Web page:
CT-guided Celiac Plexus Neurolysis in the Management of Severe Upper Abdominal Pain
Keywords:neurolysis, sympatholysis, celiac plexus, solar plexus, pancreatic cancer, abdominal pain, pain management
Abdominal pain is a significant problem in patients with malignant tumors of the abdominal cavity, which dramatically affects the quality of life and survival. Chronic pain is experienced by about half of all cancer patients and more than 70 % in the late stages of the disease, the prevalence is even higher in patients with pancreatic cancer. Usually, pain management in a given cohort of patients is a very difficult issue, often requiring the chronic use of high doses of narcotic and non-narcotic analgesics or a combination thereof. Opioids are more effective, relieve pain, but have several side effects, causing nausea and vomiting, constipation, itching, dry mouth, severe sedation or delusions, hallucinogenic effects, the need to increase the dose as tolerance develops, and also intolerance to drugs. Inadequate pain management not only negatively impacts the quality of life but also correlates with poorer clinical survival rates for patients.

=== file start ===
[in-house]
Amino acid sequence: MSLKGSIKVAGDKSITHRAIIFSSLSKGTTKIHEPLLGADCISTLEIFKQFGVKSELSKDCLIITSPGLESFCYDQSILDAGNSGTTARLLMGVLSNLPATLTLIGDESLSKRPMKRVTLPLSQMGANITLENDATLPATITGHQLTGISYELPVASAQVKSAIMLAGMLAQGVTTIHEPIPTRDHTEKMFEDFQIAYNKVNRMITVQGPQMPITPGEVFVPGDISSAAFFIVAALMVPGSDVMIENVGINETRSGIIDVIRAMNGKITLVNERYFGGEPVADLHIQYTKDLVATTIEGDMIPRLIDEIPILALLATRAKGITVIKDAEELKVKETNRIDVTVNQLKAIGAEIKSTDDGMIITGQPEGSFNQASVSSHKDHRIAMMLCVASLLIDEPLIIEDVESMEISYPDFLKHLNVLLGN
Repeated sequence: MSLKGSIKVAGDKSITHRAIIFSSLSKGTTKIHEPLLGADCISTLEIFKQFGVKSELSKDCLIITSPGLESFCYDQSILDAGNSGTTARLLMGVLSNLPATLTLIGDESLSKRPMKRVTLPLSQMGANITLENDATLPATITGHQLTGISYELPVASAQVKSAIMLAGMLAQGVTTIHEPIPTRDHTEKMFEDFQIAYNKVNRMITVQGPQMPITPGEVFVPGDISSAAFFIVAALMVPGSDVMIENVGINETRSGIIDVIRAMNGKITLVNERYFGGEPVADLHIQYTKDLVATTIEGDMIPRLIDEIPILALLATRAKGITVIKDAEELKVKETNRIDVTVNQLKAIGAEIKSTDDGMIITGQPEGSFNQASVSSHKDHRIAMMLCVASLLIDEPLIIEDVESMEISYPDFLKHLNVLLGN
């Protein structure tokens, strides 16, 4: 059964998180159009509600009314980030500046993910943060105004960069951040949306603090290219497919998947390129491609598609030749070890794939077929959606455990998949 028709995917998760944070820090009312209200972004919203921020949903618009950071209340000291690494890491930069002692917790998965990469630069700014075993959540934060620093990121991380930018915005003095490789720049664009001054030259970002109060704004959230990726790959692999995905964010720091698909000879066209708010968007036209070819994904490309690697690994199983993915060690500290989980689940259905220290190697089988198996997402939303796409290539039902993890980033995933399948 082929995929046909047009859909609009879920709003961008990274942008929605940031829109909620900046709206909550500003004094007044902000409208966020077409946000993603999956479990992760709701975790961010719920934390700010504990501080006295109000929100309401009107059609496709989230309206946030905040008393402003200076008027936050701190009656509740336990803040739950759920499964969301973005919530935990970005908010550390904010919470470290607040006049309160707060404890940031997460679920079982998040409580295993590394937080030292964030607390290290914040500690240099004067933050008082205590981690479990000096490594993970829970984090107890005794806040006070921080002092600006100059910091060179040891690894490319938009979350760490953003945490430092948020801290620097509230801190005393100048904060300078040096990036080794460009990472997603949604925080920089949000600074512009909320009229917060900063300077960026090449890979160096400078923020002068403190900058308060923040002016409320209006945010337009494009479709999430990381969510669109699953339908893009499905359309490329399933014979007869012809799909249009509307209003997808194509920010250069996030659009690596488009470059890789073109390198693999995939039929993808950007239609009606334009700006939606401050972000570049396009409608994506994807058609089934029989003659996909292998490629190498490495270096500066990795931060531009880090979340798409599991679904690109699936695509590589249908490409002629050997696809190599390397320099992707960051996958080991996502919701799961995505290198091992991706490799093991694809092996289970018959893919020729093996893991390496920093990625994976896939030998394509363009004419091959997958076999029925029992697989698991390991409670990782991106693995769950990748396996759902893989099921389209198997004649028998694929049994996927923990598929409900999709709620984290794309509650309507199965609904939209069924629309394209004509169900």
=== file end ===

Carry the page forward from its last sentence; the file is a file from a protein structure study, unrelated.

The work deals with the anatomy of the celiac plexus (CP), features of innervation, comparison of different techniques of CP neurolysis, practical aspects of performing, indications and contraindications, possible complications, as well as recommendations for the successful conduct of CT-guided sympatholysis.
Sympatholysis is a safe and effective way of treating severe pain in patients with malignant neoplasms of the upper half of the abdominal cavity. CP neurolysis should be used as one of the key techniques for a multidisciplinary approach to treatment, which provides significant relief of the pain syndrome intensity, reduces the use of opioid drugs and, thus, their side effects. A thorough understanding of the various methods and techniques allows the interventionist to optimize the approach for each patient and thus successfully carry out sympatholysis while minimizing complications.
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